Walk-off hit is just what Jackson needed

Walk-off hit is just what Jackson needed

SEATTLE -- Austin Jackson hadn't seen much of Orioles reliever T.J. McFarland before Tuesday night, but when he did, he wasn't successful.

The Mariners' outfielder had struck out in his only career at-bat against McFarland, in 2013. So with the bases loaded and nobody out in the 10th inning and the score tied, 5-5, he didn't give McFarland a chance at another strikeout.

Jackson's walk-off single

Instead, Jackson squared up the first pitch he saw, a 93-mph fastball with movement, shooting the ball just inside the right-field line to score Logan Morrison for a 6-5, walk-off win.

"I was just looking to get a good pitch in the zone and not trying to do too much," Jackson said. "You hear that all the time, but especially in that situation -- going into extra innings everybody's having a good at-bat and you really just want to go up there and put a good swing on it."

As Jackson sprinted up the first-base line, he said he wasn't sure if he had the game-winning hit. Even after umpire Jeff Nelson signaled for a fair ball and the remainder of what had been nearly 25,000 fans at Safeco Field erupted in cheers, he was worried it had just been a close call because of a delayed reaction from his teammates.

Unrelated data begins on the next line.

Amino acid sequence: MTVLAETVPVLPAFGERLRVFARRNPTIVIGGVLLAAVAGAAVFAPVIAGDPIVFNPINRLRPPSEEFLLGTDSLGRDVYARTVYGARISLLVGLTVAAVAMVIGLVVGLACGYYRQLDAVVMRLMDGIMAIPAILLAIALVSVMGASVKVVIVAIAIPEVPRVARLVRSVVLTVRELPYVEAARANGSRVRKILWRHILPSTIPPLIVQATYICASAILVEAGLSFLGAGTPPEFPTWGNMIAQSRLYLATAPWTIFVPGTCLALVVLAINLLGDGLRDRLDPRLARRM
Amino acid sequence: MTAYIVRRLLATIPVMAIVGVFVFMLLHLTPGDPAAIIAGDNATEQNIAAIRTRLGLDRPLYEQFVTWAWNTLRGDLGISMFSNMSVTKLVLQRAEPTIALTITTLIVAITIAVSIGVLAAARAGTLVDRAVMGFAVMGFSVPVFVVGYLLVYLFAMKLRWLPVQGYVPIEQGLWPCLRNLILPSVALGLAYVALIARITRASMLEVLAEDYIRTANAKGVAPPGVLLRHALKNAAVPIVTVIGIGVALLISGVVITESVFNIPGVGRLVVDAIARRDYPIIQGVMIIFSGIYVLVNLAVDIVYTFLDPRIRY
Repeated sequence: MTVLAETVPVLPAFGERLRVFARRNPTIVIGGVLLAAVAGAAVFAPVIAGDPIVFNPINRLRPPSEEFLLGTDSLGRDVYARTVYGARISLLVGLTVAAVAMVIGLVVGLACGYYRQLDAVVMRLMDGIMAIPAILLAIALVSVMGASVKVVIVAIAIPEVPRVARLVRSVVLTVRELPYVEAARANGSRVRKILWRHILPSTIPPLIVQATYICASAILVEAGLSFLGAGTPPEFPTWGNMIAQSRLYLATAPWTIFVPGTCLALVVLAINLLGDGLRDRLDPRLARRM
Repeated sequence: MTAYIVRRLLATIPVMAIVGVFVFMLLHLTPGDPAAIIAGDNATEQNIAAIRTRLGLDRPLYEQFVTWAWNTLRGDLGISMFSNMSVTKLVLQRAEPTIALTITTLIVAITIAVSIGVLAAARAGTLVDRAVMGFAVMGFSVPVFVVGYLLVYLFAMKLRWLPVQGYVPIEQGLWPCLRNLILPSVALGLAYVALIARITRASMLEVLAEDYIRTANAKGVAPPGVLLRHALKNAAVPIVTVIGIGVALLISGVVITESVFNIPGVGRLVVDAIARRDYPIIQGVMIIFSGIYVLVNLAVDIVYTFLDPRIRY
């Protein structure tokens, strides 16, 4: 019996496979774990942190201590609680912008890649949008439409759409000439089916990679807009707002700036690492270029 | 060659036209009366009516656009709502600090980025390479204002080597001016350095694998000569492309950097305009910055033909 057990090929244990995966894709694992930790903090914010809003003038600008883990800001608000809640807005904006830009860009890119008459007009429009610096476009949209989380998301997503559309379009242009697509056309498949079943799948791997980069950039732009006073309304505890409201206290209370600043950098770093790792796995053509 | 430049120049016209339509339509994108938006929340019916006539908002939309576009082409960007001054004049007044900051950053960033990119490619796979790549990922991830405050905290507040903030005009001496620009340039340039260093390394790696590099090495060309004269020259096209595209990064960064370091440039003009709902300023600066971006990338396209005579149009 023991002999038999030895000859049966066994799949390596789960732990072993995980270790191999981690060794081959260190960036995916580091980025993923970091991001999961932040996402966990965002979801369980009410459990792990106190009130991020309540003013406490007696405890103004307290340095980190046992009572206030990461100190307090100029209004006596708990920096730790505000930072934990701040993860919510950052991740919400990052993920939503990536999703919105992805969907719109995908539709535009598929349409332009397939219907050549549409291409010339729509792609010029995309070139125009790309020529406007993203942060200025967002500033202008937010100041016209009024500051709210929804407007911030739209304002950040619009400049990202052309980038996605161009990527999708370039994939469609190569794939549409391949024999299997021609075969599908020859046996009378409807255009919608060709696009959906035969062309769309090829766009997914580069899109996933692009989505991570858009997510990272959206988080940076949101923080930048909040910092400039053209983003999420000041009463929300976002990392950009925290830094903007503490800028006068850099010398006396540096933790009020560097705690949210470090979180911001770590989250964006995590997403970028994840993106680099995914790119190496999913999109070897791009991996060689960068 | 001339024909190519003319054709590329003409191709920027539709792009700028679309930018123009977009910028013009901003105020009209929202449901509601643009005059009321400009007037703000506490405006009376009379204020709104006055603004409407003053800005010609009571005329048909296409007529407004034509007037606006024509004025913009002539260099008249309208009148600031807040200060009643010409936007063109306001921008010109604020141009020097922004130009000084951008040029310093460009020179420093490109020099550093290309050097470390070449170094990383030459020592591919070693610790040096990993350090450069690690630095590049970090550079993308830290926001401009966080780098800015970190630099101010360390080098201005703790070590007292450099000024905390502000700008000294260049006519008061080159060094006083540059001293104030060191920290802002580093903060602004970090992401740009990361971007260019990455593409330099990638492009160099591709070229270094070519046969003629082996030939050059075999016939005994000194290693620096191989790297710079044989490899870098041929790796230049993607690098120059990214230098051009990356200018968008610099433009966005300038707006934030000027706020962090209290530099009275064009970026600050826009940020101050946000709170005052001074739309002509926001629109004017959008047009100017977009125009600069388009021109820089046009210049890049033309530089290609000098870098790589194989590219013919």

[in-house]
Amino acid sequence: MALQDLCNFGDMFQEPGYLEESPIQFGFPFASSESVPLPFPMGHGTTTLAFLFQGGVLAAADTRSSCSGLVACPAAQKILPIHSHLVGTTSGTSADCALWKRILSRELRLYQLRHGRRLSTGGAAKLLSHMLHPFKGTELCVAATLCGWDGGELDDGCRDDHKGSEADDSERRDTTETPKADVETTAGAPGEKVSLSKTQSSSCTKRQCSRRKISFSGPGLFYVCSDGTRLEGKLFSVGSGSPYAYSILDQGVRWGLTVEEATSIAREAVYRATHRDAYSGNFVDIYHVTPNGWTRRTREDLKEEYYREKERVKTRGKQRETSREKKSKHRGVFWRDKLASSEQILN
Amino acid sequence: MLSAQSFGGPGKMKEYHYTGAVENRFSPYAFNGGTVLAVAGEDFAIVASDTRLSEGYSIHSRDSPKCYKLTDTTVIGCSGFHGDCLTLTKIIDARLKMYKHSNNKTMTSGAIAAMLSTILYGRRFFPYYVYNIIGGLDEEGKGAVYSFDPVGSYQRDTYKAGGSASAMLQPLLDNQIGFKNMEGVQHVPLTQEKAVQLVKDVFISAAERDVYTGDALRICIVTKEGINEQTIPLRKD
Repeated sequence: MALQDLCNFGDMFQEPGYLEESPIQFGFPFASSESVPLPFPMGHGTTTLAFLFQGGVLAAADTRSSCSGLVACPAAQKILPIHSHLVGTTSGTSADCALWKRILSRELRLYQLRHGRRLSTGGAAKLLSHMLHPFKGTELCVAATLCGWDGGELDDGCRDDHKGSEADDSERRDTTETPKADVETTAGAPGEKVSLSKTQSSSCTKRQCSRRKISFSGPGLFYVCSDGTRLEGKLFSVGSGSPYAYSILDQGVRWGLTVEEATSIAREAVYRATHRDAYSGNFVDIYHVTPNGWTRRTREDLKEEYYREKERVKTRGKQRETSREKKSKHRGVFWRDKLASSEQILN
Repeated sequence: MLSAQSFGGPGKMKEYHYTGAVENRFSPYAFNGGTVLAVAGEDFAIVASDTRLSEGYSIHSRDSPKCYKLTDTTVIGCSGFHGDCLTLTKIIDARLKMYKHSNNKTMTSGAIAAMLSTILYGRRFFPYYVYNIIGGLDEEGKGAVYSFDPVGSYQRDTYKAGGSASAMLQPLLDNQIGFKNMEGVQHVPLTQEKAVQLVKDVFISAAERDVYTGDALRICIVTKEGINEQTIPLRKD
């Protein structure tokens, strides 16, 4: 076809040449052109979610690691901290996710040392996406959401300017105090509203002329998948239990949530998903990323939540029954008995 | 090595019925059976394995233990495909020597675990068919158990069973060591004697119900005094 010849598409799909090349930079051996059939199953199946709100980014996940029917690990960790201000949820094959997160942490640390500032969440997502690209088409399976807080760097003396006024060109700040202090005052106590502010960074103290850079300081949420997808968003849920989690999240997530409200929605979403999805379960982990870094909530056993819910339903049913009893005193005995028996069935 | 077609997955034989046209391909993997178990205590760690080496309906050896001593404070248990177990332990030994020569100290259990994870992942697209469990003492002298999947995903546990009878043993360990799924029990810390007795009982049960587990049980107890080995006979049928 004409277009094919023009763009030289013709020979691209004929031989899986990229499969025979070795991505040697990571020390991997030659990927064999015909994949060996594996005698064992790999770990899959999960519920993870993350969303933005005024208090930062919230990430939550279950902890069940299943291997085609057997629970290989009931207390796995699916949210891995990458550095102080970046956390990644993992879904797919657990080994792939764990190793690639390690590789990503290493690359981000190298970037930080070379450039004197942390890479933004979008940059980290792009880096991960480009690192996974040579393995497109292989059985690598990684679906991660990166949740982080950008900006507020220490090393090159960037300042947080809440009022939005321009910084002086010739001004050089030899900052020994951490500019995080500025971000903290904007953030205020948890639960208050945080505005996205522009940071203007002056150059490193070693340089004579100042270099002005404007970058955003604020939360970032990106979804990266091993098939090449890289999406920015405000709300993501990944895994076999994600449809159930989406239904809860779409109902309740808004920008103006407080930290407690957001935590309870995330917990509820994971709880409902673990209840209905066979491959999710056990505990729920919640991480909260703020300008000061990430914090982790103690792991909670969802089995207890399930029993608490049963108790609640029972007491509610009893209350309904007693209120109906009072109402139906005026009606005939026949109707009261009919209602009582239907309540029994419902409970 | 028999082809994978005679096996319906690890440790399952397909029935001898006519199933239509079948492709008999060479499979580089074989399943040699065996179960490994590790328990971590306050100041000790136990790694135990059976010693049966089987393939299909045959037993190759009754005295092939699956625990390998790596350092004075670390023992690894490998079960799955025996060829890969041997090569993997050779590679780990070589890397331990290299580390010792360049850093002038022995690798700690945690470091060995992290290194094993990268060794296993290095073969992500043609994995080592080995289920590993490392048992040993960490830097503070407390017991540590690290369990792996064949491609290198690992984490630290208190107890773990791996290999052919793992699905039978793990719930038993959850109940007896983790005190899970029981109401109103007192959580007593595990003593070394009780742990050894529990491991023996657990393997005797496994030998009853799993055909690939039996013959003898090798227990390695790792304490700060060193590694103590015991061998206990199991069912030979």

"Man, you know what, I really didn't know," Jackson said. "I still didn't know if it was fair, even when he called it fair, I was like, 'Oh, I don't know." Because nobody really reacted.

The mood was the same in the first-base dugout, where the Mariners weren't sure if they had their sixth walk-off win of the season.

"We were screaming to keep it fair," said manager Lloyd McClendon. "He put a good swing on a tough pitch and got the big hit for us."

Jackson's batting average has stayed right around .250 for much of the season, but his walk-off knock broke a recent dry spell. Jackson had one hit in his last 12 at-bats and has shared center-field duties with newcomer Ketel Marte of late.

Tuesday's game, in which Jackson notched two opposite-field hits and made a return to the leadoff spot, might give him some momentum. At the very least, it gave him his first walk-off hit since April 5, 2012.

"I guess it hit the chalk, and the rest is history," Jackson said.

Andrew Erickson is an associate reporter for MLB.com. This story was not subject to the approval of Major League Baseball or its clubs.